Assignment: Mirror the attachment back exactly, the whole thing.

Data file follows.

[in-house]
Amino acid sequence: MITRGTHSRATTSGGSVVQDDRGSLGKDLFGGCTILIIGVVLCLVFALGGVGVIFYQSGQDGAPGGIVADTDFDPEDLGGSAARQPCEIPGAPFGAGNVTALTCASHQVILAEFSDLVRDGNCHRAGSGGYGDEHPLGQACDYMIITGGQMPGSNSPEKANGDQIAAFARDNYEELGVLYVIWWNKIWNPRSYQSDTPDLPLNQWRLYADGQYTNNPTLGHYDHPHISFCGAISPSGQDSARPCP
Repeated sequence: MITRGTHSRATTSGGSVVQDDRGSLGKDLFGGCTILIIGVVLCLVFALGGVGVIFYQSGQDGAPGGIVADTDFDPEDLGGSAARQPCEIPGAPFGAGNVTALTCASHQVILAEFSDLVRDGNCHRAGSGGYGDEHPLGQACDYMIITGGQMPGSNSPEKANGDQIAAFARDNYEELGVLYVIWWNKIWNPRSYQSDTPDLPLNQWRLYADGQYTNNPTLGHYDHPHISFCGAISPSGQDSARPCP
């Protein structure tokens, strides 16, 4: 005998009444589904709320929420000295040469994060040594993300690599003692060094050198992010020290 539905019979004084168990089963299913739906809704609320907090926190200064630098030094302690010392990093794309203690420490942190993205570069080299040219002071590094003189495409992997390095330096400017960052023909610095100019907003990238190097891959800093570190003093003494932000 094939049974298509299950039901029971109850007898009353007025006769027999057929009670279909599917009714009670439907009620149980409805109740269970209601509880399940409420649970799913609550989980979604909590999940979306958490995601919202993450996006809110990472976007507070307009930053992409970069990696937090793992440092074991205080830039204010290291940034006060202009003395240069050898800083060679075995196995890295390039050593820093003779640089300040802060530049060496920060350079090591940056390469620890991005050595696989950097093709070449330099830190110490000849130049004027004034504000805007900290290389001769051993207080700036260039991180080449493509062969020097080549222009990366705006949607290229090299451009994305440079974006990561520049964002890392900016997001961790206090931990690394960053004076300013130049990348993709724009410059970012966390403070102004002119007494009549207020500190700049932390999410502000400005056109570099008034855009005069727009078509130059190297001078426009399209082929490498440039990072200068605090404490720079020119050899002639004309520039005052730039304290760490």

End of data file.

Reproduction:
[in-house]
Amino acid sequence: MITRGTHSRATTSGGSVVQDDRGSLGKDLFGGCTILIIGVVLCLVFALGGVGVIFYQSGQDGAPGGIVADTDFDPEDLGGSAARQPCEIPGAPFGAGNVTALTCASHQVILAEFSDLVRDGNCHRAGSGGYGDEHPLGQACDYMIITGGQMPGSNSPEKANGDQIAAFARDNYEELGVLYVIWWNKIWNPRSYQSDTPDLPLNQWRLYADGQYTNNPTLGHYDHPHISFCGAISPSGQDSARPCP
Repeated sequence: MITRGTHSRATTSGGSVVQDDRGSLGKDLFGGCTILIIGVVLCLVFALGGVGVIFYQSGQDGAPGGIVADTDFDPEDLGGSAARQPCEIPGAPFGAGNVTALTCASHQVILAEFSDLVRDGNCHRAGSGGYGDEHPLGQACDYMIITGGQMPGSNSPEKANGDQIAAFARDNYEELGVLYVIWWNKIWNPRSYQSDTPDLPLNQWRLYADGQYTNNPTLGHYDHPHISFCGAISPSGQDSARPCP
């Protein structure tokens, strides 16, 4: 005998009444589904709320929420000295040469994060040594993300690599003692060094050198992010020290 539905019979004084168990089963299913739906809704609320907090926190200064630098030094302690010392990093794309203690420490942190993205570069080299040219002071590094003189495409992997390095330096400017960052023909610095100019907003990238190097891959800093570190003093003494932000 094939049974298509299950039901029971109850007898009353007025006769027999057929009670279909599917009714009670439907009620149980409805109740269970209601509880399940409420649970799913609550989980979604909590999940979306958490995601919202993450996006809110990472976007507070307009930053992409970069990696937090793992440092074991205080830039204010290291940034006060202009003395240069050898800083060679075995196995890295390039050593820093003779640089300040802060530049060496920060350079090591940056390469620890991005050595696989950097093709070449330099830190110490000849130049004027004034504000805007900290290389001769051993207080700036260039991180080449493509062969020097080549222009990366705006949607290229090299451009994305440079974006990561520049964002890392900016997001961790206090931990690394960053004076300013130049990348993709724009410059970012966390403070102004002119007494009549207020500190700049932390999410502000400005056109570099008034855009005069727009078509130059190297001078426009399209082929490498440039990072200068605090404490720079020119050899002639004309520039005052730039304290760490």